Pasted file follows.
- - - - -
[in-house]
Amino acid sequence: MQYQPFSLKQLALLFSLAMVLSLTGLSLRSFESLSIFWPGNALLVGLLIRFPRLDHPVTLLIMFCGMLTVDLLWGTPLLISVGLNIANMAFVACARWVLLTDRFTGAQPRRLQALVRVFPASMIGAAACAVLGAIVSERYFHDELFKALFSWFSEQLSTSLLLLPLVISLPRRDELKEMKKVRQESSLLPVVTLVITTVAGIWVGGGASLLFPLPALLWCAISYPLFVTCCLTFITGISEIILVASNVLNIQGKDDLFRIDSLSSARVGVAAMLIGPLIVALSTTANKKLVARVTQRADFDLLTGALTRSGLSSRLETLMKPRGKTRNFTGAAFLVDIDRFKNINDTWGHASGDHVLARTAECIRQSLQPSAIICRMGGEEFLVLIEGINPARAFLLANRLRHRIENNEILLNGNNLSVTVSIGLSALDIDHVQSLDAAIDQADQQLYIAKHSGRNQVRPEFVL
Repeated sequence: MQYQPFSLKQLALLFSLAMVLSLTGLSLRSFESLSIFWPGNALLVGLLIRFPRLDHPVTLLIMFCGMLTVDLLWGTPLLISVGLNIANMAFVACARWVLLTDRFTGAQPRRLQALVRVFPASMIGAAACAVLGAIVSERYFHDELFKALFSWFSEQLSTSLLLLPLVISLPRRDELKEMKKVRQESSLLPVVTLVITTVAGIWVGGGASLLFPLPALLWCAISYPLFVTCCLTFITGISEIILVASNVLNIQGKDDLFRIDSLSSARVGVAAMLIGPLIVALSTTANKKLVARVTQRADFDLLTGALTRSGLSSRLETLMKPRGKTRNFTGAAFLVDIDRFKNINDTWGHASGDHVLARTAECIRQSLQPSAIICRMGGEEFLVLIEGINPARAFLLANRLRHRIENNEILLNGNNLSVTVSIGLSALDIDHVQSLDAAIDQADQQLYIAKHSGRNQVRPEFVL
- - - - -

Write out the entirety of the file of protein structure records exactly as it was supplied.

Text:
[in-house]
Amino acid sequence: MQYQPFSLKQLALLFSLAMVLSLTGLSLRSFESLSIFWPGNALLVGLLIRFPRLDHPVTLLIMFCGMLTVDLLWGTPLLISVGLNIANMAFVACARWVLLTDRFTGAQPRRLQALVRVFPASMIGAAACAVLGAIVSERYFHDELFKALFSWFSEQLSTSLLLLPLVISLPRRDELKEMKKVRQESSLLPVVTLVITTVAGIWVGGGASLLFPLPALLWCAISYPLFVTCCLTFITGISEIILVASNVLNIQGKDDLFRIDSLSSARVGVAAMLIGPLIVALSTTANKKLVARVTQRADFDLLTGALTRSGLSSRLETLMKPRGKTRNFTGAAFLVDIDRFKNINDTWGHASGDHVLARTAECIRQSLQPSAIICRMGGEEFLVLIEGINPARAFLLANRLRHRIENNEILLNGNNLSVTVSIGLSALDIDHVQSLDAAIDQADQQLYIAKHSGRNQVRPEFVL
Repeated sequence: MQYQPFSLKQLALLFSLAMVLSLTGLSLRSFESLSIFWPGNALLVGLLIRFPRLDHPVTLLIMFCGMLTVDLLWGTPLLISVGLNIANMAFVACARWVLLTDRFTGAQPRRLQALVRVFPASMIGAAACAVLGAIVSERYFHDELFKALFSWFSEQLSTSLLLLPLVISLPRRDELKEMKKVRQESSLLPVVTLVITTVAGIWVGGGASLLFPLPALLWCAISYPLFVTCCLTFITGISEIILVASNVLNIQGKDDLFRIDSLSSARVGVAAMLIGPLIVALSTTANKKLVARVTQRADFDLLTGALTRSGLSSRLETLMKPRGKTRNFTGAAFLVDIDRFKNINDTWGHASGDHVLARTAECIRQSLQPSAIICRMGGEEFLVLIEGINPARAFLLANRLRHRIENNEILLNGNNLSVTVSIGLSALDIDHVQSLDAAIDQADQQLYIAKHSGRNQVRPEFVL